The Devil’s In The References: The Works Of R.S. Belcher And World-Building (Part 1 of 4)

Note: This Blog post is the first of four that will look at R.S. Belcher’s books and the world-building that goes on in them. The order of these blogs will be Six-Gun Tarot (Golgotha #1), Brotherhood of the Wheel, Shotgun Arcana (Golgotha #2), and finally, Nightwise. The reason for this order is simple; I lent my copies of Shotgun Arcana and Nightwise to a friend so those blogs will come later. While I’m going to try to keep any exact information/spoilers to an absolute minimum (since everyone should read these books for themselves) there is the possibility that minor spoilers may emerge in these blog posts.

The next four books I’m going to review on this are the four books that are out by R.S. Belcher from Tor Publishing, specifically the four mentioned above. While I could write countless blogs on what I like about these books and why Belcher is quickly becoming my favorite author, the one that makes me most excited as a reader is the focus of the next four blogs.

Interspersed amongst all the great characters and brilliant plotting of his books, Belcher has demonstrated his strength as a world-builder. This can be seen in his locations, such as the setting of Golgotha in Six-Gun Tarot and Shotgun Arcana, which in many ways begins to almost be a character in itself. However, his greatest strength/trick in this world-building is the use of small references to events/places/groups outside the action of main plotline.

While Six-Gun Tarot may be the book that utilizes this the least, it still does it to a fair extent. To quote my friend, “Six-Gun Tarot feels like you started watching horror television show three episodes from the season finale of the third season and just decided to go from there.” From the start, it’s made clear that the events that are occurring this book and its sequel, while having much higher stakes, are not unusual in their connection to the supernatural. These references to past events in Golgotha give Golgotha a feeling of realness as its grounded in its’ own history. Whether these are brief references to past events that happened in Golgotha or past jobs that Highfather and Mutt have ran together, they reference a back-story that in its suggestion of past events is both intriguing and makes the present events more weight as well. They also suggest that even once the events of the book you’re reading are finished, that there is more to come as just as one threat is finished, others will present themselves by the nature of what Golgotha and the world around it are.

Another type of reference that often gets dropped are those to secret societies and organizations and what goes on in them. Six-Gun Tarot features a few of these including possible pirates, assassins, cults that worship Lovecraft-esque creatures and various other groups. This makes the world not only a bigger place but through references to these societies creates histories that deepen the world outside of Golgotha. This skill is one that is used in a much greater extent in Brotherhood of the Wheel and Nightwise and thusly will be talked about more in those blog posts. Similarly to the previous type of reference, these also help encourage you to read future books to see which of these references of past events and outside groups will be relevant incoming installments. In this book alone, there are several comments that on first class are just off-hand references that are immensely important in Shotgun Arcana.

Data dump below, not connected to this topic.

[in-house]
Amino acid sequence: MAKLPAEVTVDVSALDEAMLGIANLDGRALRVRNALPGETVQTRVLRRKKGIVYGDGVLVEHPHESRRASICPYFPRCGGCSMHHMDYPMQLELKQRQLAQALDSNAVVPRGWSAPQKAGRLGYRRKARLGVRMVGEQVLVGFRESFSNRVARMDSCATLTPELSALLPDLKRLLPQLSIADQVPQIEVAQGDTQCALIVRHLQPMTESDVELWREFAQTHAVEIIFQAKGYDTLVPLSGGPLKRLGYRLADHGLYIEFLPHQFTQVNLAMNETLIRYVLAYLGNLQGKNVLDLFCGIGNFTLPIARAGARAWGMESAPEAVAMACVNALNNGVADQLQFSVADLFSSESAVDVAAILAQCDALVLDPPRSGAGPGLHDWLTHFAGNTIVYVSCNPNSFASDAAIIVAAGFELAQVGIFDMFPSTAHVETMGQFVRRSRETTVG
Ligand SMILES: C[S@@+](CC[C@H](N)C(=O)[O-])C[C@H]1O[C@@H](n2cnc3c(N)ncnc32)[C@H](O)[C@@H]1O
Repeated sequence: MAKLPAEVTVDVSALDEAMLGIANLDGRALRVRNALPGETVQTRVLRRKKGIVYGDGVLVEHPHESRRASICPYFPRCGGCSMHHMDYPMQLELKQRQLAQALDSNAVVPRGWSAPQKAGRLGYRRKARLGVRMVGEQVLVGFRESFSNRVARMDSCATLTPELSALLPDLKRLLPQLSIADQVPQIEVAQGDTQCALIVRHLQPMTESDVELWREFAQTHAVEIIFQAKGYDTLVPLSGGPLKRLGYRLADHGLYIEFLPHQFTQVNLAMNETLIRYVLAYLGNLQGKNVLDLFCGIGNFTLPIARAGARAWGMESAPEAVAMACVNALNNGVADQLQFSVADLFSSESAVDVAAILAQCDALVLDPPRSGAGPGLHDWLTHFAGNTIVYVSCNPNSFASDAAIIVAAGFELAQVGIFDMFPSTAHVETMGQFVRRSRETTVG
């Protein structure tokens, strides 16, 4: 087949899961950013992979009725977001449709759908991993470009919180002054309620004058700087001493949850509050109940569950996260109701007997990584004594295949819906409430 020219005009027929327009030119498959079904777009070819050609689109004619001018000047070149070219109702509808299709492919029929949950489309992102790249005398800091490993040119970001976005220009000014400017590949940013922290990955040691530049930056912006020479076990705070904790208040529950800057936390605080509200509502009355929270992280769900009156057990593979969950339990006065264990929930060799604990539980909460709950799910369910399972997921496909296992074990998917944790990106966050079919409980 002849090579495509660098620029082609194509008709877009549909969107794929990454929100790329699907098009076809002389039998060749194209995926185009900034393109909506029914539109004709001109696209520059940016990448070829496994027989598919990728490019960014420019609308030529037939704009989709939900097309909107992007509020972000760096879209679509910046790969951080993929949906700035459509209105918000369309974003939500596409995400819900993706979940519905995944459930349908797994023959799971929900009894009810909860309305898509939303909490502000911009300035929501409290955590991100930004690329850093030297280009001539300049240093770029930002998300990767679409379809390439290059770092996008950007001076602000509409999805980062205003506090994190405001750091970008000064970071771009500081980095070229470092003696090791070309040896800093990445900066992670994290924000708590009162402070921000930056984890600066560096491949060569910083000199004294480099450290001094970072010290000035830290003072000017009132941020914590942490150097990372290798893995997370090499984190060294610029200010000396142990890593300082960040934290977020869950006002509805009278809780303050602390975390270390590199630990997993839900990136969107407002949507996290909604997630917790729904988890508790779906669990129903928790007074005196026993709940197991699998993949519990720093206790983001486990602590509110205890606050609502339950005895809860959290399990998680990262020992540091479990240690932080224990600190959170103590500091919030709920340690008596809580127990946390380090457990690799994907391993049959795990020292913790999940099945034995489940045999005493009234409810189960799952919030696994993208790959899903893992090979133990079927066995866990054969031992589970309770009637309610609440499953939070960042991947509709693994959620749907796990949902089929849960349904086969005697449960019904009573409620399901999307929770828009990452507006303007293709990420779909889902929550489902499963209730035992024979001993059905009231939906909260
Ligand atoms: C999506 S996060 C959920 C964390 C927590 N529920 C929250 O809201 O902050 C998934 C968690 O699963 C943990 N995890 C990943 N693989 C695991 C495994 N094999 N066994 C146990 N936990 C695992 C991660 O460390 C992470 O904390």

Ultimately, these references result in a depth and mystery that is rare to find in books. In some ways these books remind of the works of Steven Erickson (another master of dropping small hints and Easter eggs of a much larger world in his books) and their encouragement for re-reading to just catch all of the references themselves. This accompanied with the multitude of reasons such as brilliant plotting, well rounded characters, and fascinating settings is why R.S. Belcher is one of my favorite writers.

All in all, I highly recommend this book to anyone interested in a compelling and immensely fascinating world. Next time we’ll talk about Brotherhood of the Wheel.

Thanks for reading!

-Jordan

***This post originally appeared on the blog Codex of Inconsistency. It has been republished here with the author’s permission. You can check Jordan out on Twitter as well.

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2 thoughts on “The Devil’s In The References: The Works Of R.S. Belcher And World-Building (Part 1 of 4)

  1. Pingback: Week in Review: July 16, 2016 | Game & Read

  2. Pingback: The Devil’s In The References: The Works Of R.S. Belcher And World-Building (Part 2 of 4) | Game & Read

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